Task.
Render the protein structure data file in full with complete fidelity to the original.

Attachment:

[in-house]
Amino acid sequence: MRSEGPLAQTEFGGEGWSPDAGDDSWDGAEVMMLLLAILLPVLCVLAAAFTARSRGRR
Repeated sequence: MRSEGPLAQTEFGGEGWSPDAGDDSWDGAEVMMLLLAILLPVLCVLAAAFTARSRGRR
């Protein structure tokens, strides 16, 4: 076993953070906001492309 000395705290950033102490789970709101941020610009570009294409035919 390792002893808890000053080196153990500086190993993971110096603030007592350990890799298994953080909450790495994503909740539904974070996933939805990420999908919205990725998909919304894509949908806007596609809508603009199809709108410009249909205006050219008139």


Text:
[in-house]
Amino acid sequence: MRSEGPLAQTEFGGEGWSPDAGDDSWDGAEVMMLLLAILLPVLCVLAAAFTARSRGRR
Repeated sequence: MRSEGPLAQTEFGGEGWSPDAGDDSWDGAEVMMLLLAILLPVLCVLAAAFTARSRGRR
């Protein structure tokens, strides 16, 4: 076993953070906001492309 000395705290950033102490789970709101941020610009570009294409035919 390792002893808890000053080196153990500086190993993971110096603030007592350990890799298994953080909450790495994503909740539904974070996933939805990420999908919205990725998909919304894509949908806007596609809508603009199809709108410009249909205006050219008139």